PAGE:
Whitney Wolfe is more than ready to leave the Tinder drama behind.
It’s been seven months since Wolfe filed – and settled – a very public sexual harassment and discrimination suit against the IAC-backed West Hollywood dating app. And in that time, Wolfe moved to the startup scene of Austin, Texas, and released her own dating app called Bumble.
Bumble, a bright yellow Tinder-lookalike that relies on the same “yes or no” swiping mechanism, is pitched as a female-friendly alternative to the oversaturated mobile dating space. It requires women to initiate a chat within 24 hours of being matched or else the suitor, male or female, disappears.
The dating app is the hive product of an eight-person team, including ex-Tinder execs Chris Gulczynski and Sarah Mick, scattered across Austin, London and Los Angeles. Bumble has seen 100,000 downloads despite largely staying under the radar (mostly because Wolfe has retreated into what she calls her hermit habits).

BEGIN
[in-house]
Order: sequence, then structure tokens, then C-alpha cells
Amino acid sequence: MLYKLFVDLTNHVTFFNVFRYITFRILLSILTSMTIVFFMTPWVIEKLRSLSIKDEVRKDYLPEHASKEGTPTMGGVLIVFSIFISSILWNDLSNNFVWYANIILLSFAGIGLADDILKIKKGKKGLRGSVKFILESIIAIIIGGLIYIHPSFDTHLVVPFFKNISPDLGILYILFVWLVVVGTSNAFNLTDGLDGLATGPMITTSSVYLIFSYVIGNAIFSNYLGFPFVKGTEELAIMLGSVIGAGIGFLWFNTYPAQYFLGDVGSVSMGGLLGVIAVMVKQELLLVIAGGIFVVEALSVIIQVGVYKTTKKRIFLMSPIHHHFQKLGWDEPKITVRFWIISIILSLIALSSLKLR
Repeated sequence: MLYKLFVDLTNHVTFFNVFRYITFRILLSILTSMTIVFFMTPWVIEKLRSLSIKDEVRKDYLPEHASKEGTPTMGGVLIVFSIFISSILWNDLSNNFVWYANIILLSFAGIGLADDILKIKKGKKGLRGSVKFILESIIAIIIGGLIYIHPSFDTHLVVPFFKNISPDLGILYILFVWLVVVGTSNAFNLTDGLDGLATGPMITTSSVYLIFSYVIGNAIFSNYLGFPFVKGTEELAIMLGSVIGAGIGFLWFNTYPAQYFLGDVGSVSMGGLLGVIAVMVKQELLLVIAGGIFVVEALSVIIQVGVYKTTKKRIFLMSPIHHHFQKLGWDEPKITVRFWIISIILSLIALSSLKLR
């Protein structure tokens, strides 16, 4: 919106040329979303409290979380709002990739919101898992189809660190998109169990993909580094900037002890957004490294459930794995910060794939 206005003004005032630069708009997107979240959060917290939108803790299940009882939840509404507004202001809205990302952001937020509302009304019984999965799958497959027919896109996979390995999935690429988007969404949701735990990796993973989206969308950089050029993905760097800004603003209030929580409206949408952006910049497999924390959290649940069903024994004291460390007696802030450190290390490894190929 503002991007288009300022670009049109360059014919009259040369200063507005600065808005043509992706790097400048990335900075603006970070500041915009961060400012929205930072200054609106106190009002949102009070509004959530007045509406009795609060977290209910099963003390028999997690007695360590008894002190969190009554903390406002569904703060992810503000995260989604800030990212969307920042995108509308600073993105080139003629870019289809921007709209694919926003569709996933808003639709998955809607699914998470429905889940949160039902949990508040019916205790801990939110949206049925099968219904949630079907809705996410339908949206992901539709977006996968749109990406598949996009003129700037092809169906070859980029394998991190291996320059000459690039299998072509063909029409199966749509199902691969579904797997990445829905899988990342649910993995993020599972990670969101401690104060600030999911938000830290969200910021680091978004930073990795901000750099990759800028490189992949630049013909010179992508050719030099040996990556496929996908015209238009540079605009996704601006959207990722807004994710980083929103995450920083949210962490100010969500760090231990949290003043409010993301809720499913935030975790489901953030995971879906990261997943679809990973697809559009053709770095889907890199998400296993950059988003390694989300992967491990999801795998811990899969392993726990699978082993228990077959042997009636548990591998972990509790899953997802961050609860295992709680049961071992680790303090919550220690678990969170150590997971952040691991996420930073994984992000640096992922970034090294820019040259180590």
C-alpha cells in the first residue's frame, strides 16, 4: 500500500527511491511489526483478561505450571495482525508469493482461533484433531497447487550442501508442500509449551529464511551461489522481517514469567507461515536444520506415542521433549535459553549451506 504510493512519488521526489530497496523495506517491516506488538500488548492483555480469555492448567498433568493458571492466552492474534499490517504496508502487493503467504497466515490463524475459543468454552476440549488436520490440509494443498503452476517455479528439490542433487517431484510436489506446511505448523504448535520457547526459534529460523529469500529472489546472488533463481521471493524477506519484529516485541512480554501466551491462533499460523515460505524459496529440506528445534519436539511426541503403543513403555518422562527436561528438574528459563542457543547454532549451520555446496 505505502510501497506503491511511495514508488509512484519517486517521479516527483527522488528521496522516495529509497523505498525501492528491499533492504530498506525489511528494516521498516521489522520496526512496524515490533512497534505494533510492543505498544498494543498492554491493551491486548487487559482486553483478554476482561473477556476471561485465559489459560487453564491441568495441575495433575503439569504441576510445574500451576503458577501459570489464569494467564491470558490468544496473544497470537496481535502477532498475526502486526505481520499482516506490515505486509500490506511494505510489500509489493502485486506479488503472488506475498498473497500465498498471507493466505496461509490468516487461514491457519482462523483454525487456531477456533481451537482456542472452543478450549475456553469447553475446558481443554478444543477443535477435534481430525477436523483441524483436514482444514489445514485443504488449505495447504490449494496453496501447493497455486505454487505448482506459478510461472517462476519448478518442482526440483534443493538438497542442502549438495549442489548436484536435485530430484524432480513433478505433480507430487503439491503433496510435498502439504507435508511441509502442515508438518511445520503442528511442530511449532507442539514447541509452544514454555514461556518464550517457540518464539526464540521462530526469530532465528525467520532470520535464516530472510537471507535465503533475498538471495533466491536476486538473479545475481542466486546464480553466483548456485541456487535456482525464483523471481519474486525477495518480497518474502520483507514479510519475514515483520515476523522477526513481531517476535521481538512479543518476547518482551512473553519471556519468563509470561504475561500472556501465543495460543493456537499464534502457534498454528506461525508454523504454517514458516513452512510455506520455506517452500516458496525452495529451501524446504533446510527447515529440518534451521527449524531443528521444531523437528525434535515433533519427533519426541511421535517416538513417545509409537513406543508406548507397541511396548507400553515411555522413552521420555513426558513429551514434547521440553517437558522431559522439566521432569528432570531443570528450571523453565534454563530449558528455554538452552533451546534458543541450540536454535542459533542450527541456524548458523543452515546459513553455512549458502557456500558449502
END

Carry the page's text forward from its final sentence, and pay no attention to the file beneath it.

Other stats that are worth noting? Bumble broke 1 million matches this week. Sixty percent of matches turn into female-led conversations. Women spend an average 70 minutes a day on the app. Men, on average, spend 80 minutes.
With those numbers, it’s easy to forget that Bumble launched just two months ago. It’s also easy to forget that Wolfe, an apologetic free-talker who’s nervous about possibly digging up old wounds, is just 25 years old.
Wolfe wishes the best for Tinder – she still owns equity in it – but says no one can deny she co-founded the hit dating app valued at an estimated $750 million. And as she moves on with Bumble, there’s no question that this time Wolfe is Queen Bee.
Business Journal: What have you been up to since leaving Tinder?
Wolfe: I took some time to be with friends and family and take a deep breath and regroup. I was thinking, ‘What do I want out of life?’ I turned 25 a couple days after my lawsuit went public. What I was doing day-to-day in marketing and in the products division at Tinder, I was good at it. I loved working with the team, and I loved the startup life. I wanted to do something that had social responsibility. I wanted to create a platform where females could be nice to other females, a platform for kindness but with a really easy aesthetic similar to Instagram or Snapchat. After coming back together with Andrey (Andreev, founder of London-based social network Badoo), somebody I had spoken to and met briefly while at Tinder, he persuaded me to get back in the dating space.